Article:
Drought is a bad time to close pools
To the Editor:
Here we are, in the worst drought in history. A 12 percent snowpack. Ordered by the water district to cut consumption by 50 percent (while paying 100 percent rates). Limited outside watering, or just let the plants die. Do not fill swimming pools. Forget the vegetable garden. Collect gray water in buckets and tote them around to do laundry, flush toilets, water trees. Okay, it is about time Californians learned to conserve their most precious resource. Hopefully the big water users will do their part, although they're not saying much.
Summer is sure to be hot and dry, so it is a bad time to close public swimming pools. Congress lives on another planet, but how can local officials be so out of touch? They need to get every community pool in working order, and plan for an extended season with extended hours. Postpone non-essential projects that would close pools or limit use. Stop Sonora High from destroying their pool.
Our residents are facing considerable inconvenience, lifestyle changes and landscape/livelihood losses due to this extreme drought. The Board of Supervisors, recreation department and county administration should rearrange their priorities to mitigate impact and provide some relief. Keeping the pools open would at least be a good start.
Unification may not save schools money
To the Editor:
I decided to write this letter because recently I was at The Junction shopping center, and I heard the person at a table out front telling a couple how unification is going to save a lot of money for our children. We need to get to the truth on both sides.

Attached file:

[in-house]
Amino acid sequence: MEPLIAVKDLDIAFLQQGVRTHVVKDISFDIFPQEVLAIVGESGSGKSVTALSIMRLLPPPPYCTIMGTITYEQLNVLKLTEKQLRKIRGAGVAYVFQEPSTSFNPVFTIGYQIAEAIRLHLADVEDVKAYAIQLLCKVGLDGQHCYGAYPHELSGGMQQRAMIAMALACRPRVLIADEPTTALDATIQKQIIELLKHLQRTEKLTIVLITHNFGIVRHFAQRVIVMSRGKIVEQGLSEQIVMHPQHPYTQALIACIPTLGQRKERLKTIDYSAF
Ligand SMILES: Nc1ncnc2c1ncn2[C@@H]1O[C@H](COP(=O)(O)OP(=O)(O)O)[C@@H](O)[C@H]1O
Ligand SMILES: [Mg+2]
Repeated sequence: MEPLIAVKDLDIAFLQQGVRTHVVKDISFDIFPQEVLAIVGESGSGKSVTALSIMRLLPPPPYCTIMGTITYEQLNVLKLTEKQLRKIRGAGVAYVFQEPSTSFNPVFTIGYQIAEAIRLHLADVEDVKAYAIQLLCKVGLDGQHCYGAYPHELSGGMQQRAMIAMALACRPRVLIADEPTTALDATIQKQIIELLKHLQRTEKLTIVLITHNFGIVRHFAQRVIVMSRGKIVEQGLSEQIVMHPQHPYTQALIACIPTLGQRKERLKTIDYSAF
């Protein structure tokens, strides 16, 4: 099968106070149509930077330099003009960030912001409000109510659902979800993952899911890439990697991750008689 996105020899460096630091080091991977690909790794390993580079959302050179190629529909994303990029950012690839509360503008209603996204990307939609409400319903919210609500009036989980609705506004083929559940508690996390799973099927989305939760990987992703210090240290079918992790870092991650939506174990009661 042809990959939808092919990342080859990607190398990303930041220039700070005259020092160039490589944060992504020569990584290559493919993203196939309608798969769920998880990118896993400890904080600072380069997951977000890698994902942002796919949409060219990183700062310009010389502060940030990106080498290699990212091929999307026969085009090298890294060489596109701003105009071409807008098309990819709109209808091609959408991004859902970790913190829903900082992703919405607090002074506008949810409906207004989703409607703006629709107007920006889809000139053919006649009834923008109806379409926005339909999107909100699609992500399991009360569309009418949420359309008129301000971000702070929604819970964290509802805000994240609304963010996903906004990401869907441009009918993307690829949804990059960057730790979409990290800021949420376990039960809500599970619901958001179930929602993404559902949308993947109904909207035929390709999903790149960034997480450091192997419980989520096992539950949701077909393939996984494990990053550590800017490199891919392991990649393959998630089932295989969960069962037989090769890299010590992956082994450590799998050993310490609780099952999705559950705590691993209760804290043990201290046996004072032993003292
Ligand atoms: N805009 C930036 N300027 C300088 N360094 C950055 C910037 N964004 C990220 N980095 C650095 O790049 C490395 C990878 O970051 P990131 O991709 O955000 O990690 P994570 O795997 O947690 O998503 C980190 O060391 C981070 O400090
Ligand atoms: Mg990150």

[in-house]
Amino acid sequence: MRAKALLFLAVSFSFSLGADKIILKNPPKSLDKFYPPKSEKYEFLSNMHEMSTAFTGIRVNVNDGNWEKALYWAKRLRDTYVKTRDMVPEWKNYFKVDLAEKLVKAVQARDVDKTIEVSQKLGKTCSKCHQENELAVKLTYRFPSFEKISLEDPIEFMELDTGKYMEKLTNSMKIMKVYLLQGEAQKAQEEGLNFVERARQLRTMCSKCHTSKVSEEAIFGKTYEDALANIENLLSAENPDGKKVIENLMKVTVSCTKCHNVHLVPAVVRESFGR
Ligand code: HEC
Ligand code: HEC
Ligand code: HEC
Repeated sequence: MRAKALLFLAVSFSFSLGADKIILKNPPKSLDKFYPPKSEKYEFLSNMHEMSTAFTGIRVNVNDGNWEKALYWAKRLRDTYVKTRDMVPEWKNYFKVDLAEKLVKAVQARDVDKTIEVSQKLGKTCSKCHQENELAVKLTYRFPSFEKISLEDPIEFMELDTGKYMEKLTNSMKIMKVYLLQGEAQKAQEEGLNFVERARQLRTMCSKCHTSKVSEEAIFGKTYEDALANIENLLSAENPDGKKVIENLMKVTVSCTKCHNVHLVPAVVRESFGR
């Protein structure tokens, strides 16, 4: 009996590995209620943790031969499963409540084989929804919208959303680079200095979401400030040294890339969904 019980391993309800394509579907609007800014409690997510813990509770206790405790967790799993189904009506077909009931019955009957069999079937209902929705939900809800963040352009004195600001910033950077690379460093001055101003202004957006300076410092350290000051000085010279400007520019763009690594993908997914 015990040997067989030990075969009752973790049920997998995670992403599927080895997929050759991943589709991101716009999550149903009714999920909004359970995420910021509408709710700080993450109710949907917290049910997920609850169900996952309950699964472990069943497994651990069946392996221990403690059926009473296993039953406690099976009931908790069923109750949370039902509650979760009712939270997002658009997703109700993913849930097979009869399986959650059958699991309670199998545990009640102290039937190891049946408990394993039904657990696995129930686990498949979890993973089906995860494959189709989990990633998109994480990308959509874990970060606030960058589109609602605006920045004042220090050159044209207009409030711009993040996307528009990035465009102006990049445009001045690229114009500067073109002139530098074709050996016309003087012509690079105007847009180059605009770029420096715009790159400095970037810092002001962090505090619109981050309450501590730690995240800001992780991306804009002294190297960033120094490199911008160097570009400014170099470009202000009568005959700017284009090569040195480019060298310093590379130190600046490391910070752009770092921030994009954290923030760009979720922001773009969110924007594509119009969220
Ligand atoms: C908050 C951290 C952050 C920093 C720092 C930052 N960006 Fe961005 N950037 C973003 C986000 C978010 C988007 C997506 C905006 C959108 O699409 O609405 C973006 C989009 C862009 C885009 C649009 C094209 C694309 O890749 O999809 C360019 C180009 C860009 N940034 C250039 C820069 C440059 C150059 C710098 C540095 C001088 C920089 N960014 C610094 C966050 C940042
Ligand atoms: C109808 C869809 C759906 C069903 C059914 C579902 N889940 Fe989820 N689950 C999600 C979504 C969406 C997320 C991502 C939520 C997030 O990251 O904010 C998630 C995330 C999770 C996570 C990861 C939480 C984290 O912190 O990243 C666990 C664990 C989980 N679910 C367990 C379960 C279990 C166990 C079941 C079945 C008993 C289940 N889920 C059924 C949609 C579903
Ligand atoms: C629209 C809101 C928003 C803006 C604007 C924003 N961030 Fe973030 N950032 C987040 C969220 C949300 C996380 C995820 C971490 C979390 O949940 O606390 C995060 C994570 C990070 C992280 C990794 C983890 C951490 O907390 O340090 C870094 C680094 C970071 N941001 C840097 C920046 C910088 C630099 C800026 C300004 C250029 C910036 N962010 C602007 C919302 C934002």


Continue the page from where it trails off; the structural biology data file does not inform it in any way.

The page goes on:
First, when you remove all of the superintendents, some who are sharing services between districts, you have to pay the principal one-third to half the cost to take over duties of running the school. No principal is going to get that responsibility and do the work for nothing. Extra cost!
Next, you have to raise all teacher's salaries to the highest in the county. Elementary to the highest district, high school to the highest district. Extra cost! That is true for all support staff too.
You can't lay off any personnel for two years (by-laws). So there will be no savings for at least two years! One superintendent can't be at all districts at the same time. What about emergencies such as active shooter incident, fire, and others? Along with this you have two major bond issues at the high schools. We haven't received information about how the debt is handled if you unify into one district. There may be added debt to your taxes.
So, before jumping to conclusions, research the issues, get the facts, and make an informed decision before you sign on the dotted line.
Twain Harte, Summerville High School Board member